In a case initially investigated as a possible hate crime, a black convicted felon labeled by prosecutors as a schoolyard bully, thug and “dime-store hoodlum” was found guilty Thursday night in the Mother’s Day 2013 beating of a white St. Francisville man outside a north Baton Rouge convenience store.
After the jury’s unanimous verdict was announced, David Ray III — who testified during the trial that Donald Ray Dickerson told him he was in the “wrong neighborhood” before he punched Ray unconscious in front of his wife and young daughters — downplayed the racial overtones that have hovered over the case for the past two years.
“That (race) never entered my mind,” Ray said outside state District Judge Lou Daniel’s courtroom.
“We don’t want to be a symbol of hatred. That’s not who we are,” he added.
Ray said he would like to meet and thank those, including Dan Williams Jr., Jamichael Williams and Latasha Henderson, who came to his aid at Stadium Chevron on Scenic Highway the night of May 12, 2013, and assisted police in tracking down Dickerson. Dan and Jamichael Williams, who are former brothers-in-law, and Henderson are black.
East Baton Rouge Parish District Attorney Hillar Moore III called those three, who also testified at the trial, “community heroes of color.” Dan and Jamichael Williams prevented Ray from being injured more seriously or killed by restraining Dickerson for a time, Moore said.
Henderson called 911 and followed a vehicle that Dickerson rode away in until police pulled that vehicle over.
Ray was hospitalized with a broken eye socket, broken nose and other injuries after the brutal attack.
“That was a scary night,” he said Thursday. “I wouldn’t wish that on my worst enemy.”
Daniel ordered a presentence investigation report and set a Sept. 3 sentencing date for Dickerson, 43, of Baton Rouge. The judge also ordered him held without bail.
Moore said his office will seek to have Dickerson — who has prior convictions for armed robbery, carnal knowledge of a juvenile and purse snatching — sentenced under the state’s habitual offender law, which could subject him to a lifetime behind bars.
“It’s been a long journey,” Ray said. “My family’s been living in pain for two years — what if. It certainly has made my family stronger.”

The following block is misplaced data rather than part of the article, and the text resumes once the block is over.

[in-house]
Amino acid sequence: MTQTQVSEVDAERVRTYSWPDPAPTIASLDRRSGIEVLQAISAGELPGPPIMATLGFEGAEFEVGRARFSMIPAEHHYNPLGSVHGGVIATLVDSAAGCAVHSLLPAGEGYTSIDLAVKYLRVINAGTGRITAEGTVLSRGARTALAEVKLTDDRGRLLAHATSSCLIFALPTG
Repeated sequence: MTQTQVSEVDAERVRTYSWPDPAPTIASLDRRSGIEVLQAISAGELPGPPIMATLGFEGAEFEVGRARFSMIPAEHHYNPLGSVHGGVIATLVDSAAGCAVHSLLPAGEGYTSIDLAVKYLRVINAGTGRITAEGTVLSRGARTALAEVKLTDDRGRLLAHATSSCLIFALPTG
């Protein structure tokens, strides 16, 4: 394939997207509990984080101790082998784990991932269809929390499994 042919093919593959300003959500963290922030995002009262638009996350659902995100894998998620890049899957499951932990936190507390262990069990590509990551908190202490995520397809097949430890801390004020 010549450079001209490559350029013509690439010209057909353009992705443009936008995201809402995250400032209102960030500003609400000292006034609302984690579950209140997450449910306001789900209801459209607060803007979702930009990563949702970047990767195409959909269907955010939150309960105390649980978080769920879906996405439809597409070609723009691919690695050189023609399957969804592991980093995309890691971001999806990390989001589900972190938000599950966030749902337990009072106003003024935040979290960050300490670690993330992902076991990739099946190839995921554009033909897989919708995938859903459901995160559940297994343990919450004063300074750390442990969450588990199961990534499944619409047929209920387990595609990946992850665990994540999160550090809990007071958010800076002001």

Ray’s wife, Angela, and their eldest daughter, Chaney, were punched when they tried to intervene that Mother’s Day night on his behalf.
Two others — Devin Bessye and Ashley Simmons — were issued summonses for simple battery, a misdemeanor, for allegedly hitting Angela and Chaney Ray. The officers who decided not to book Bessye and Simmons into Parish Prison were counseled for an error in judgment, Police Chief Carl Dabadie has said.
The jury of four women and two men deliberated for 90 minutes before convicting Dickerson.
Trial testimony also indicated that words were exchanged between Dickerson and Ray about the pink shirt Ray was wearing that night.
Prosecutors Brandon Fremin and Barry Fontenot told the six-person jury in their closing arguments Thursday that the case had nothing to do with race or clothing and everything to do with Dickerson’s violent actions.
“This isn’t about his (Dickerson’s) race. It’s all about him beating the hell out of David Ray. He was spoiling for a fight, the schoolyard bully,” Fremin argued.
Fontenot refused to call it a fight, saying Dickerson essentially sucker-punched Ray “in a most cowardly fashion,” then continued to hammer and pummel him. He called Dickerson a “dime-store hoodlum and thug.”
“This wasn’t a fight. It was a beatdown because he (Dickerson) snuck him,” Fontenot told the jury. “I don’t have the slightest idea what this was all about, but he (Dickerson) was loaded for bear.”
Shalita Sanders, one of Dickerson’s attorneys, acknowledged Dickerson struck Ray but argued Dickerson “wasn’t looking for a fight” when he went to Stadium Chevron that night and did not target Ray.
Some witnesses testified hearing Ray ask Dickerson if he felt intimidated by someone in a pink shirt, a comment that Sanders said provoked Dickerson.
“He (Ray) called out his (Dickerson’s) manhood,” she argued.
Follow Joe Gyan Jr. on Twitter, @JoeGyanJr.